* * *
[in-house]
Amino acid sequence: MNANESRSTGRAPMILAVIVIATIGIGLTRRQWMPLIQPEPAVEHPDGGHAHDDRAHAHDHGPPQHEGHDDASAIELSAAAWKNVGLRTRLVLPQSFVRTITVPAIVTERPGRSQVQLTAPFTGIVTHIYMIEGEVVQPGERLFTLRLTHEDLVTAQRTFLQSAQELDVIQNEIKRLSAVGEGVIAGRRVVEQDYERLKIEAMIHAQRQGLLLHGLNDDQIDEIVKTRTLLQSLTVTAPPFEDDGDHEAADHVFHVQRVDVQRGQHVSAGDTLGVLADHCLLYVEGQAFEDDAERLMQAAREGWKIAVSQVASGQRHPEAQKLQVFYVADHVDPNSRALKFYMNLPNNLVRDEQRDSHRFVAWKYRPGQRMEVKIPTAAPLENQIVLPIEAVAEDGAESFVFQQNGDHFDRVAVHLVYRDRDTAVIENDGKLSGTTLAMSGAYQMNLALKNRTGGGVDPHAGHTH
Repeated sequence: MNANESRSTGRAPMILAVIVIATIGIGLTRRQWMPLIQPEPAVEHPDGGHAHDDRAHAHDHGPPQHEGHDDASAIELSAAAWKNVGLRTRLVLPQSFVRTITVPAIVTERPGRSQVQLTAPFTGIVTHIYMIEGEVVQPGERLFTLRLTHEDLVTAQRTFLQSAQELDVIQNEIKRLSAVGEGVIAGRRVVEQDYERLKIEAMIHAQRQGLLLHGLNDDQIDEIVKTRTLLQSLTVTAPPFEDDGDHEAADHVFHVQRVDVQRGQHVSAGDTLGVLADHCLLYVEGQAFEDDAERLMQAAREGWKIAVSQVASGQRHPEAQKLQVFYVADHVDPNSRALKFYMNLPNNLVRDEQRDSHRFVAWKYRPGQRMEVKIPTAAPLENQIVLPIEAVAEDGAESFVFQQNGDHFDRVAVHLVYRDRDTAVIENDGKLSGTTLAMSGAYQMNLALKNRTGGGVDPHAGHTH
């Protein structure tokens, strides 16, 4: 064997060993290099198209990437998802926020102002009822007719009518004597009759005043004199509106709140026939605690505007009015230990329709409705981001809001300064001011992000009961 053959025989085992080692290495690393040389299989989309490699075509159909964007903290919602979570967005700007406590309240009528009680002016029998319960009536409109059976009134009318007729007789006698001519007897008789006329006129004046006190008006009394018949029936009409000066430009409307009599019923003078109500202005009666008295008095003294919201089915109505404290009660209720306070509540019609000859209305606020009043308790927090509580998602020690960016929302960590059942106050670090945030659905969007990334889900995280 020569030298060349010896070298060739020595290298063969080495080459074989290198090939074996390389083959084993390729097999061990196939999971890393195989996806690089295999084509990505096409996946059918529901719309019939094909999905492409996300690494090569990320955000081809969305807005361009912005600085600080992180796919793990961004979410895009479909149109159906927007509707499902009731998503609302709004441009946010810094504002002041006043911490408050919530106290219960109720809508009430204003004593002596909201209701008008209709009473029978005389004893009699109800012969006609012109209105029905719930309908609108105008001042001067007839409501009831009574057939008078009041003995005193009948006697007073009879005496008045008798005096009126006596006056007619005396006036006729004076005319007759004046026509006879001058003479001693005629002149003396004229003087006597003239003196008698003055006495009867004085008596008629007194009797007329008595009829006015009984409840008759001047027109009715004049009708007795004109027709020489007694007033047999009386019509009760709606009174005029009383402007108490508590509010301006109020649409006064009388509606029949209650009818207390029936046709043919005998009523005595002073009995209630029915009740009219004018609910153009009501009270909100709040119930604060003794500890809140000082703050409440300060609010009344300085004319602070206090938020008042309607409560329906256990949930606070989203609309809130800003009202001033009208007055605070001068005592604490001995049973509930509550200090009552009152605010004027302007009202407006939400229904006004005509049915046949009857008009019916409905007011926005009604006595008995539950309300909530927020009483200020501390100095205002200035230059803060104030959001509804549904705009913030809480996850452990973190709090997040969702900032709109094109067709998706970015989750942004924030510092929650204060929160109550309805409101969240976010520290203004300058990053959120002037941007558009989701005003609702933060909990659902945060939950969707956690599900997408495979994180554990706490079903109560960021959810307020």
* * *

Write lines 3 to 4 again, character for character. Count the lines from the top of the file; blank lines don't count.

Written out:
Repeated sequence: MNANESRSTGRAPMILAVIVIATIGIGLTRRQWMPLIQPEPAVEHPDGGHAHDDRAHAHDHGPPQHEGHDDASAIELSAAAWKNVGLRTRLVLPQSFVRTITVPAIVTERPGRSQVQLTAPFTGIVTHIYMIEGEVVQPGERLFTLRLTHEDLVTAQRTFLQSAQELDVIQNEIKRLSAVGEGVIAGRRVVEQDYERLKIEAMIHAQRQGLLLHGLNDDQIDEIVKTRTLLQSLTVTAPPFEDDGDHEAADHVFHVQRVDVQRGQHVSAGDTLGVLADHCLLYVEGQAFEDDAERLMQAAREGWKIAVSQVASGQRHPEAQKLQVFYVADHVDPNSRALKFYMNLPNNLVRDEQRDSHRFVAWKYRPGQRMEVKIPTAAPLENQIVLPIEAVAEDGAESFVFQQNGDHFDRVAVHLVYRDRDTAVIENDGKLSGTTLAMSGAYQMNLALKNRTGGGVDPHAGHTH
């Protein structure tokens, strides 16, 4: 064997060993290099198209990437998802926020102002009822007719009518004597009759005043004199509106709140026939605690505007009015230990329709409705981001809001300064001011992000009961 053959025989085992080692290495690393040389299989989309490699075509159909964007903290919602979570967005700007406590309240009528009680002016029998319960009536409109059976009134009318007729007789006698001519007897008789006329006129004046006190008006009394018949029936009409000066430009409307009599019923003078109500202005009666008295008095003294919201089915109505404290009660209720306070509540019609000859209305606020009043308790927090509580998602020690960016929302960590059942106050670090945030659905969007990334889900995280 020569030298060349010896070298060739020595290298063969080495080459074989290198090939074996390389083959084993390729097999061990196939999971890393195989996806690089295999084509990505096409996946059918529901719309019939094909999905492409996300690494090569990320955000081809969305807005361009912005600085600080992180796919793990961004979410895009479909149109159906927007509707499902009731998503609302709004441009946010810094504002002041006043911490408050919530106290219960109720809508009430204003004593002596909201209701008008209709009473029978005389004893009699109800012969006609012109209105029905719930309908609108105008001042001067007839409501009831009574057939008078009041003995005193009948006697007073009879005496008045008798005096009126006596006056007619005396006036006729004076005319007759004046026509006879001058003479001693005629002149003396004229003087006597003239003196008698003055006495009867004085008596008629007194009797007329008595009829006015009984409840008759001047027109009715004049009708007795004109027709020489007694007033047999009386019509009760709606009174005029009383402007108490508590509010301006109020649409006064009388509606029949209650009818207390029936046709043919005998009523005595002073009995209630029915009740009219004018609910153009009501009270909100709040119930604060003794500890809140000082703050409440300060609010009344300085004319602070206090938020008042309607409560329906256990949930606070989203609309809130800003009202001033009208007055605070001068005592604490001995049973509930509550200090009552009152605010004027302007009202407006939400229904006004005509049915046949009857008009019916409905007011926005009604006595008995539950309300909530927020009483200020501390100095205002200035230059803060104030959001509804549904705009913030809480996850452990973190709090997040969702900032709109094109067709998706970015989750942004924030510092929650204060929160109550309805409101969240976010520290203004300058990053959120002037941007558009989701005003609702933060909990659902945060939950969707956690599900997408495979994180554990706490079903109560960021959810307020």